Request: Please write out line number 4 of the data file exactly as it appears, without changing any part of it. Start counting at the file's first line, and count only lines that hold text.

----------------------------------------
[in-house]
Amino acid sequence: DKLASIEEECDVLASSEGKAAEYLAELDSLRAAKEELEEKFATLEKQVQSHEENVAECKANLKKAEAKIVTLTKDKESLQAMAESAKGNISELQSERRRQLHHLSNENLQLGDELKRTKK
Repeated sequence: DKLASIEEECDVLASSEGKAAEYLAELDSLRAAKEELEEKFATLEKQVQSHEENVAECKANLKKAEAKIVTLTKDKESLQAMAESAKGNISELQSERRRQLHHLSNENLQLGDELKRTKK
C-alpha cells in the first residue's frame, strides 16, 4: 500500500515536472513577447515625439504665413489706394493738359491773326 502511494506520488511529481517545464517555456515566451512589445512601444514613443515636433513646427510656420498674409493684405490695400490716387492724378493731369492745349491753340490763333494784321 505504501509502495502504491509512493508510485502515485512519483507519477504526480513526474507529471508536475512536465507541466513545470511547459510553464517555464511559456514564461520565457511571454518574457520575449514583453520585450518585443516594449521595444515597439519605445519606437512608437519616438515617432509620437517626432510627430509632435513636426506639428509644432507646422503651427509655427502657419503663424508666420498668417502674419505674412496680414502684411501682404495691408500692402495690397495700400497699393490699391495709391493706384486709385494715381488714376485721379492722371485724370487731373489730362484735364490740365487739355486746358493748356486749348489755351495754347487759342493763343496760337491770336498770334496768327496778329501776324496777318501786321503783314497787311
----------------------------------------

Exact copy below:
C-alpha cells in the first residue's frame, strides 16, 4: 500500500515536472513577447515625439504665413489706394493738359491773326 502511494506520488511529481517545464517555456515566451512589445512601444514613443515636433513646427510656420498674409493684405490695400490716387492724378493731369492745349491753340490763333494784321 505504501509502495502504491509512493508510485502515485512519483507519477504526480513526474507529471508536475512536465507541466513545470511547459510553464517555464511559456514564461520565457511571454518574457520575449514583453520585450518585443516594449521595444515597439519605445519606437512608437519616438515617432509620437517626432510627430509632435513636426506639428509644432507646422503651427509655427502657419503663424508666420498668417502674419505674412496680414502684411501682404495691408500692402495690397495700400497699393490699391495709391493706384486709385494715381488714376485721379492722371485724370487731373489730362484735364490740365487739355486746358493748356486749348489755351495754347487759342493763343496760337491770336498770334496768327496778329501776324496777318501786321503783314497787311